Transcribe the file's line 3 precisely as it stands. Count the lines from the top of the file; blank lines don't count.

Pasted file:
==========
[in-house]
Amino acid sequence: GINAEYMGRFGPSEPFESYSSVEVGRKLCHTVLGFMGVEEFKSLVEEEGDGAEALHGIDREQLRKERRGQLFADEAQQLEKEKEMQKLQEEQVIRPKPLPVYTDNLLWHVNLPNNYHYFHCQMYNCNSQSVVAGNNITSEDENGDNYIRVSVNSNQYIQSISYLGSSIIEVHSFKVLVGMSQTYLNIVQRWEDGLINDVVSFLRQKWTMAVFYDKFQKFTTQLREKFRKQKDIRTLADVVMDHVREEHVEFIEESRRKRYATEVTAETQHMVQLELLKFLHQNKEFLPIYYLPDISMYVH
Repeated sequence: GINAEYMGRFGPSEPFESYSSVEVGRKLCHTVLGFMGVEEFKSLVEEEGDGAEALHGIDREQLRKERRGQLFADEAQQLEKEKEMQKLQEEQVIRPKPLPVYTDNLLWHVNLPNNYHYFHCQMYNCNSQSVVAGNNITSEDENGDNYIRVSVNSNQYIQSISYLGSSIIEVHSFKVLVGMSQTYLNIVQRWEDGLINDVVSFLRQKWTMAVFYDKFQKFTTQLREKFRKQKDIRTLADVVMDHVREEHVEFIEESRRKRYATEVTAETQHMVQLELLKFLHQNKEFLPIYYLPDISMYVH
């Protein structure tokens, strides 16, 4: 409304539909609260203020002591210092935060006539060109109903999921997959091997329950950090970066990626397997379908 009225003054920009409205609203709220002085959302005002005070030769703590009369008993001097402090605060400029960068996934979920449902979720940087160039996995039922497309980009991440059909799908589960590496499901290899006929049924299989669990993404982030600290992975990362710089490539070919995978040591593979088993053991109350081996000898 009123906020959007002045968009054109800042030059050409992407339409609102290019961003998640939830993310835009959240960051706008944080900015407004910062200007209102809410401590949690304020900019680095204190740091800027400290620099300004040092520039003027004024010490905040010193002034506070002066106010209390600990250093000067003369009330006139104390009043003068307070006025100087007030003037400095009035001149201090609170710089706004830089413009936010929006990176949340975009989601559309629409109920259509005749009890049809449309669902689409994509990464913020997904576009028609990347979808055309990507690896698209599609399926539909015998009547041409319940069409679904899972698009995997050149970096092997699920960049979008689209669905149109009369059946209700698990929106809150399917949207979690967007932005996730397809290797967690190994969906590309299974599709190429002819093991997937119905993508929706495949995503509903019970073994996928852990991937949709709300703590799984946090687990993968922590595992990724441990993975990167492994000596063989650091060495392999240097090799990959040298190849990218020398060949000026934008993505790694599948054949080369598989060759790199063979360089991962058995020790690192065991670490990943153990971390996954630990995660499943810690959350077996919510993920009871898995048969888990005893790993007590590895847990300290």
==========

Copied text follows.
Repeated sequence: GINAEYMGRFGPSEPFESYSSVEVGRKLCHTVLGFMGVEEFKSLVEEEGDGAEALHGIDREQLRKERRGQLFADEAQQLEKEKEMQKLQEEQVIRPKPLPVYTDNLLWHVNLPNNYHYFHCQMYNCNSQSVVAGNNITSEDENGDNYIRVSVNSNQYIQSISYLGSSIIEVHSFKVLVGMSQTYLNIVQRWEDGLINDVVSFLRQKWTMAVFYDKFQKFTTQLREKFRKQKDIRTLADVVMDHVREEHVEFIEESRRKRYATEVTAETQHMVQLELLKFLHQNKEFLPIYYLPDISMYVH